It often comes down to two groups of people; those who know the command line and are extremely fluent and fast in it, versus those who always want a graphical tool to do everything. That seems to be somewhat generational, as in those who learned to develop when there were only text or mostly text environments versus those who first developed when everything was windowed.
Everyone should use the tools that they themselves are most comfortable with; maybe with years of training they will be slightly faster in something else, but speed should not be the goal here. Better is to try and combine those two types of environments in some way. However whereas text tools tend to be good at being combined with other stuff, most IDEs tend to be very inflexible except for a limited plugin scheme.
A lot of programmers tend to only do a narrow range of operations on suitable components.
The thing is, once you know vi or emacs or a lot of other editors, they are stuck in your muscle memory. Some people can edit in vi much faster than others can do the same operation in an IDE. Now add in the ability to customize and add scripts and the utility goes up greatly. It's naive to think that this sort of person is going to somehow be more productive when presented with a point-and-click interface.
Sort of like going to a machine shop and announcing that everyone must stop using their own tools and only use company provided toolkits, the workers are not going to end up happy or productive.
Fired? That's ridiculous. Let the developers use the tools they are comfortable with.
If you're doing a 3 second refactor with a tool then that means you are not cross checking to be sure that the tool did it right or the way you wanted it done, so add at least an hour to do that to do it right. Never trust a tool to do the right thing, unless you're in the sort of dysfunctional environment where fast code is more important than correct code.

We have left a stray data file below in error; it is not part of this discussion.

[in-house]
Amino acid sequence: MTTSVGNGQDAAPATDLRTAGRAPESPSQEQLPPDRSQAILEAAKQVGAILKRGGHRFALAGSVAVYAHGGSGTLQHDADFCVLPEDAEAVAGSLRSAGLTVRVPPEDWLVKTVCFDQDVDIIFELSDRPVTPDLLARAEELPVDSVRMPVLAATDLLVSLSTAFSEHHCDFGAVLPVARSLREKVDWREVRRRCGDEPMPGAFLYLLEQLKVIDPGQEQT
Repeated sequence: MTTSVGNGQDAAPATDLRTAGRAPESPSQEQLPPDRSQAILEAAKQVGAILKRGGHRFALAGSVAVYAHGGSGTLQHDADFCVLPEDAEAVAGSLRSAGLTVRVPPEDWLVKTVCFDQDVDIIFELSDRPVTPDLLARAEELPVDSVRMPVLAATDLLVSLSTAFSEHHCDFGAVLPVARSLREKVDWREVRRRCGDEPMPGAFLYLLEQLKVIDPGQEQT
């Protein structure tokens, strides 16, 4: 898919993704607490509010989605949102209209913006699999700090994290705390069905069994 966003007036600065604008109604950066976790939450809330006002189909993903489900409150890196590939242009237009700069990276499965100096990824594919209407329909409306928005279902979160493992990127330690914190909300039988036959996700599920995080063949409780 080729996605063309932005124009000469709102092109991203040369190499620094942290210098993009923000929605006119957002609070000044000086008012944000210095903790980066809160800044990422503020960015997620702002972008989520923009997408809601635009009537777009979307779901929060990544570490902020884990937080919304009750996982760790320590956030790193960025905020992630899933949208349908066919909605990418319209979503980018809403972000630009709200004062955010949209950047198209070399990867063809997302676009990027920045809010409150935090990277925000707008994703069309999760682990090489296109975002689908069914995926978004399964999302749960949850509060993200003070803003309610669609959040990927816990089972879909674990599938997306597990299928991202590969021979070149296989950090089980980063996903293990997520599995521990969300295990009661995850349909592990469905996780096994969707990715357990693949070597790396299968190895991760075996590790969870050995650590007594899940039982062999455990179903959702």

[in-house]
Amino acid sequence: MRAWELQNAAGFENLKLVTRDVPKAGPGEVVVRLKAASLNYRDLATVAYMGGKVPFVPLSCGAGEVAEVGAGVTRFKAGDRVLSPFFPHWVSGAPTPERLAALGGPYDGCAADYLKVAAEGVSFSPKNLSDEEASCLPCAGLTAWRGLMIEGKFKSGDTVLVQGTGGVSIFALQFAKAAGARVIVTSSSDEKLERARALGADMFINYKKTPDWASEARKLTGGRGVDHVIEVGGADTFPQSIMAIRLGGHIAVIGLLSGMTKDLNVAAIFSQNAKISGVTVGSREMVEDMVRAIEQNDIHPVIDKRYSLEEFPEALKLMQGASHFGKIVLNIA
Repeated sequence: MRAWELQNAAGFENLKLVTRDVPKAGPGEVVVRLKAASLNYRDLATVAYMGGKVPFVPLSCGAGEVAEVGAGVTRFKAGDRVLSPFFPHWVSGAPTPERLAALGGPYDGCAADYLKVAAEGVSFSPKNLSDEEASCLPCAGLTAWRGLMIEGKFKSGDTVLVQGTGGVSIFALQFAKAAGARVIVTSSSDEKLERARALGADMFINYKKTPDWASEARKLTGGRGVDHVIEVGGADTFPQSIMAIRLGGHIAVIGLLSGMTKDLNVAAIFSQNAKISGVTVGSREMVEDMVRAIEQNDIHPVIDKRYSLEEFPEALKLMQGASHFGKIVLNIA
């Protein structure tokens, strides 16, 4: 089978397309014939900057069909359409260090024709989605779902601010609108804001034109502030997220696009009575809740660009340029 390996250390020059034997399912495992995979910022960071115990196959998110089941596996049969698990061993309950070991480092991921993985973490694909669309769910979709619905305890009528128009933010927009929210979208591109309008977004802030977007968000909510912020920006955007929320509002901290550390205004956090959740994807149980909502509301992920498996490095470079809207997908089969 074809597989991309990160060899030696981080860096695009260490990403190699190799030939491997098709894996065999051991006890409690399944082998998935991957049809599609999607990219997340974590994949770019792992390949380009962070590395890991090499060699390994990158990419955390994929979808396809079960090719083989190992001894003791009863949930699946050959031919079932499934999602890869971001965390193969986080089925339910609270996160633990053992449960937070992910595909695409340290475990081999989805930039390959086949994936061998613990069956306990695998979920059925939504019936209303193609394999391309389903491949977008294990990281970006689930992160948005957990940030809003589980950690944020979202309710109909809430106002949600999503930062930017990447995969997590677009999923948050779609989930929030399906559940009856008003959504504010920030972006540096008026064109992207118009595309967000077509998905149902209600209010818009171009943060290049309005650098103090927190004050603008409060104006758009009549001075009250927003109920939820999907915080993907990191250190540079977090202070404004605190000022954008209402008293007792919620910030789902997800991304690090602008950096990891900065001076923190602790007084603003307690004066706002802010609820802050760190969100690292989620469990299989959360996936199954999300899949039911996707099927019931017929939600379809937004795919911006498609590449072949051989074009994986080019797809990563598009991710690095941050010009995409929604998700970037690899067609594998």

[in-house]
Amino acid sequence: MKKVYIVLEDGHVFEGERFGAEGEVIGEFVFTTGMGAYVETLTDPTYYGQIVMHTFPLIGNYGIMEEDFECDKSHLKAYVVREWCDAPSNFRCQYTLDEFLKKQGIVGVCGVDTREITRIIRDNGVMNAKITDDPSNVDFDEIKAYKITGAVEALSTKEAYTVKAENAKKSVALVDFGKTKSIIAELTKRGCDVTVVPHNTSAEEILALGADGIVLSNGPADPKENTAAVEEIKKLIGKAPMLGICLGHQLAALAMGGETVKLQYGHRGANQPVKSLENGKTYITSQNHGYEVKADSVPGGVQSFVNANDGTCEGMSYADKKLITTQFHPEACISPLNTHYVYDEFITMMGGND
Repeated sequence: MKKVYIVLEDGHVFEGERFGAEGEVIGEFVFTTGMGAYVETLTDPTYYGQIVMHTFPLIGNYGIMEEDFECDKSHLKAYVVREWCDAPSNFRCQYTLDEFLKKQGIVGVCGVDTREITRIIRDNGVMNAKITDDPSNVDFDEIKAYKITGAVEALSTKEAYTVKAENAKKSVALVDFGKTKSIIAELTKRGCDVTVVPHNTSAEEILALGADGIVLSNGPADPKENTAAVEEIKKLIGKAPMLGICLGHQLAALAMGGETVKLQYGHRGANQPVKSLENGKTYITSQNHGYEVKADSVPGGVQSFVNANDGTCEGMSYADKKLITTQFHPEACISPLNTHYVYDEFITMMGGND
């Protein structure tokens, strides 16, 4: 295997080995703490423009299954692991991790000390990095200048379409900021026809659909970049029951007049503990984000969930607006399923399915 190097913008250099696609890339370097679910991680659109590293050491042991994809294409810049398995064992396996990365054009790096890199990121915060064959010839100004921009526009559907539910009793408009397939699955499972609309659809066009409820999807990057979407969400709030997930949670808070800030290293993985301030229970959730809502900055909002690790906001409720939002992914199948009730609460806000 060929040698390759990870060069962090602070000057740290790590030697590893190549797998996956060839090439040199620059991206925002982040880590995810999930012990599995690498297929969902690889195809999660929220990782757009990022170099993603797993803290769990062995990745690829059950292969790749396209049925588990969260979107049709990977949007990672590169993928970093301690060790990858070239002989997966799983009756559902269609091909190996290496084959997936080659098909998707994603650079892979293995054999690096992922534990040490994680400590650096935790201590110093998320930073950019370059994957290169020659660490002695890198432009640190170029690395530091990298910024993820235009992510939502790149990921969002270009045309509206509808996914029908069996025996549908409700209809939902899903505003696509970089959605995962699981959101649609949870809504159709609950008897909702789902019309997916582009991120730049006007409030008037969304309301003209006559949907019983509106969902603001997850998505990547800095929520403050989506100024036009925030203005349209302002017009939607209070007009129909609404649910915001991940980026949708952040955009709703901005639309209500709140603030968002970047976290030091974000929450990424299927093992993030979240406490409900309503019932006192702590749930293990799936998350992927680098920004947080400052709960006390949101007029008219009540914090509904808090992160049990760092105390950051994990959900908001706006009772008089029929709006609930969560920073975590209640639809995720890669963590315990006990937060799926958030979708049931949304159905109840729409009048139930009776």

I don't know, great editor but lacking a bit to make a good IDE. I don't like IDEs though so I don't mind that. The whole concept of having a single window to view code in that is surrounded by auxillary rarely used windows just seems backwards, and yet that seems to be the dominant design. Also the idea that all tools must be a part of the same overarching tool seems wrong, since it prevents you from mixing and matching the best tools. Ie, if you have an IDE with a great editor but its debugger is mediocre, then the entire IDE becomes mediocre; in some cases I have seen some developers use several IDEs in parallel to get the best of each, which also defeats the idea of "integrated".
Emacs does what is important with an IDE, lets you edit, lets you run a debugger and present the data within it, lets you start a build and present the results within it, and lets you manage the source code control. Basically it has a way to integrate other text based tools. It doesn't need to be a Windows style MDI application to do that.
First IDE I used was in 1981, UCSD Pascal. Edit/compile/debug in a straight forward tool. Things do not seem to have improved that much since then. Maybe they're prettier though.
I don't think the skilled developer is going to be very productive on Visual Studio for Linux.
Murphy's Law, that brash proletarian restatement of Godel's Theorem. -- Thomas Pynchon, "Gravity's Rainbow"